By: Geneviève Bisson
I have been postponing writing about Typhoon Yolanda for a while now. Every time I sit in front of a blank page to begin, I can’t seem to be able to put the experience into words.
The day of the Typhoon a group of friends and I stayed in, made curry, got wine, I even got new pj’s for the occasion. We knew that we would have to stay in for at least 24 hours and decided to make the best of the situation. Maybe a two-story fort even happened… maybe.
We were sheltered and not really sure how strong the winds would be. We felt safe. The Typhoon passed and Cebu, the region where we live, experienced minimal damage.
Despite living in the same country we were a bit removed from everything that was happening around us. It felt unreal when we looked at the news and saw the damage that it caused. It was heartbreaking.
At the same time we were safe at home, 1,000′s of people were watching their homes being destroyed, their love ones disappearing before their eyes, and lives getting washed away. I can’t imagine how sad and powerless they must have felt.
You don’t realize the importance of shelter and the peace of mind that goes with feeling safe until you witness how it could be much worse.
Since this disaster, it’s been quite the journey. The first time I left to visit some of the islands that were the most affected it was the middle of the night. A big group of us in the back of a pick up truck full of relief goods made the 3-hour journey to Batayan. As the night turned into day the damage became very evident – bare trees, houses collapsed and people everywhere on the street.
At night on the island of Batayan we set up camp in front of what must have been a beautiful resort. It was a full moon that was offering the only light for the island. In the centre of town locals were lining up at 8pm to get their bags of relief goods. It was quite a daunting site.
It’s been a learning curve and the circumstances forced us to take action, to think and learn to prioritize in what was, for me, out of my comfort zone. But I think life only brings you challenges that you are ready for and I do feel like I have a deeper understanding of the effects of disaster relief. More so, I have such respect for the people that work in that field and such admiration for the courage that I have seen over and over again from the people affected by such a tragedy.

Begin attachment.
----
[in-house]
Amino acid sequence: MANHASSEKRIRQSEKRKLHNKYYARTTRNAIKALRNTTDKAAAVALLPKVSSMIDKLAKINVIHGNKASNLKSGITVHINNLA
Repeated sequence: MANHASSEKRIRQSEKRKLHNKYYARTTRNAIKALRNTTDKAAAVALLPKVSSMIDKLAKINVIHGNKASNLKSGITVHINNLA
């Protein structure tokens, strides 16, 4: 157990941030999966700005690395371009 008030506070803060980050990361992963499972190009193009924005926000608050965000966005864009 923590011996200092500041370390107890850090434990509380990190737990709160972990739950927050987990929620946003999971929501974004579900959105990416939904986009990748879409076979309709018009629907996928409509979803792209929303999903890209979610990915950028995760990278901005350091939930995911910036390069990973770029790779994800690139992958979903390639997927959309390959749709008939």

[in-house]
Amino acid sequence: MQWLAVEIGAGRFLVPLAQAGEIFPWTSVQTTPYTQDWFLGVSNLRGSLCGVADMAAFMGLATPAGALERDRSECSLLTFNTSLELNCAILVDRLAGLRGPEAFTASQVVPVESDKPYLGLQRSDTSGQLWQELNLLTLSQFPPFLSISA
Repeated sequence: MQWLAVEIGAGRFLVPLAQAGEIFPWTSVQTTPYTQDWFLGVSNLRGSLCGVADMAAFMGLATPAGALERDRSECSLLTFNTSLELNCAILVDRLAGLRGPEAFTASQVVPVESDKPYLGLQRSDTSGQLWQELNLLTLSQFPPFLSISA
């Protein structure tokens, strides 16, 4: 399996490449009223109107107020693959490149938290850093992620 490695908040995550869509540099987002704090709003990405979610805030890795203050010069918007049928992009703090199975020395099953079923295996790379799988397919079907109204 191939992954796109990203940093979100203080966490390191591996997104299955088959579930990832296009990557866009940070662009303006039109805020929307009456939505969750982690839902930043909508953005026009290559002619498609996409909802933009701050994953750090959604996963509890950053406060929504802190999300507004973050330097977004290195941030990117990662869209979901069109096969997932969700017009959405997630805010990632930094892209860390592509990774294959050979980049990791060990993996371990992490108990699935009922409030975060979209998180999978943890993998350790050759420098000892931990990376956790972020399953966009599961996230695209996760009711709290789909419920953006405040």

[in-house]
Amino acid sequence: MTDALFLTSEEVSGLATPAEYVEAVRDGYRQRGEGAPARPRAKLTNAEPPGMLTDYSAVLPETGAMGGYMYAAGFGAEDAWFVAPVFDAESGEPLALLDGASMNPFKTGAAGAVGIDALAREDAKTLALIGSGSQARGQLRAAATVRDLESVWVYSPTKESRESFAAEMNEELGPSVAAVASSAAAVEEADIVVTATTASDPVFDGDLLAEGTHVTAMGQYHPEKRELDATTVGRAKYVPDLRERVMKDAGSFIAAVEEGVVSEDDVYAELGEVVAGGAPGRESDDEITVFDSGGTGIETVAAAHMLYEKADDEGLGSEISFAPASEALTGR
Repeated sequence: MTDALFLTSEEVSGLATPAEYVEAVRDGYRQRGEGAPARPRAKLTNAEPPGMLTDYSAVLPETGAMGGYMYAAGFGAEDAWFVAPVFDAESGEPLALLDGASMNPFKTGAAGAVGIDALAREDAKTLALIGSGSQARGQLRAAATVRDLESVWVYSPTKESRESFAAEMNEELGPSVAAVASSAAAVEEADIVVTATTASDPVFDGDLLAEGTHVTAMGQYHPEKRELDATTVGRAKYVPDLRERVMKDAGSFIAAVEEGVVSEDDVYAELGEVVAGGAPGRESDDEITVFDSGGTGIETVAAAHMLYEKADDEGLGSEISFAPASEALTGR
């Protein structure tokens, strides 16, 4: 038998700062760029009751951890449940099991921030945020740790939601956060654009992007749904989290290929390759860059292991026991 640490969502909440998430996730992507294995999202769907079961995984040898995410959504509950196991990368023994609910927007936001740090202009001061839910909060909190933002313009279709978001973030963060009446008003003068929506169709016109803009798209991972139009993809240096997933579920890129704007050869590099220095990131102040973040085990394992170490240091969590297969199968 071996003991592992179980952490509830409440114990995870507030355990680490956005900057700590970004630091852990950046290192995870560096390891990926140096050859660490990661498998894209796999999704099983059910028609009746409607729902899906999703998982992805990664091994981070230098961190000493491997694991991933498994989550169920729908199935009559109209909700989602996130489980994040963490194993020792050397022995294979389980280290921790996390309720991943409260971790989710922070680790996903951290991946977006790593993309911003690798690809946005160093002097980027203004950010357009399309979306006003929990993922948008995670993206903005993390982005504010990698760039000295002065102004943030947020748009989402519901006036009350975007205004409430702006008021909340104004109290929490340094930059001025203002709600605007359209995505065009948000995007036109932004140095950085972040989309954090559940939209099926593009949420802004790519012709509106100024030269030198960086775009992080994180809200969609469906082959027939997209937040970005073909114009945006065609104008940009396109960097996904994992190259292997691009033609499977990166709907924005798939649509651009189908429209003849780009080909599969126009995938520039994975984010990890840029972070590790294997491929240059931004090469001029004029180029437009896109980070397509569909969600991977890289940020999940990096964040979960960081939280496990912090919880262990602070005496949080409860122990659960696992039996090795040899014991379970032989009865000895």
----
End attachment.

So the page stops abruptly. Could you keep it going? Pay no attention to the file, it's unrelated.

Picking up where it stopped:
It’s been hard but beautiful to witness.
Of everything that I learned from this, the importance of community involvement is at the top of the list. Sometimes we think we know what people need and want. But, who is better to answer these questions than the people themselves? I think the most important thing we can offer, besides financial help or medical assistance, is the basic need of hope – show up, take the time to listen, play with children, assist people with what they need and offer your time.
I have visited these islands many times since the Typhoon and every time I witness positive change. Little by little progress is being made and life is taking back its course. This wouldn’t have been accomplished as quickly without the amount of people that reached out, donated, and went week after week. I am proud to say so many of my friends did this. It wouldn’t have been possible without the resilience of the Filipino spirit.
Yolanda left a trail of destruction behind her, one of such magnitude that it is often difficult to see the silver lining. However, time and time again over the past few months I have witnessed the strength of the human spirit stronger than any wind.
Thank you, Philippines. You never cease to amaze me.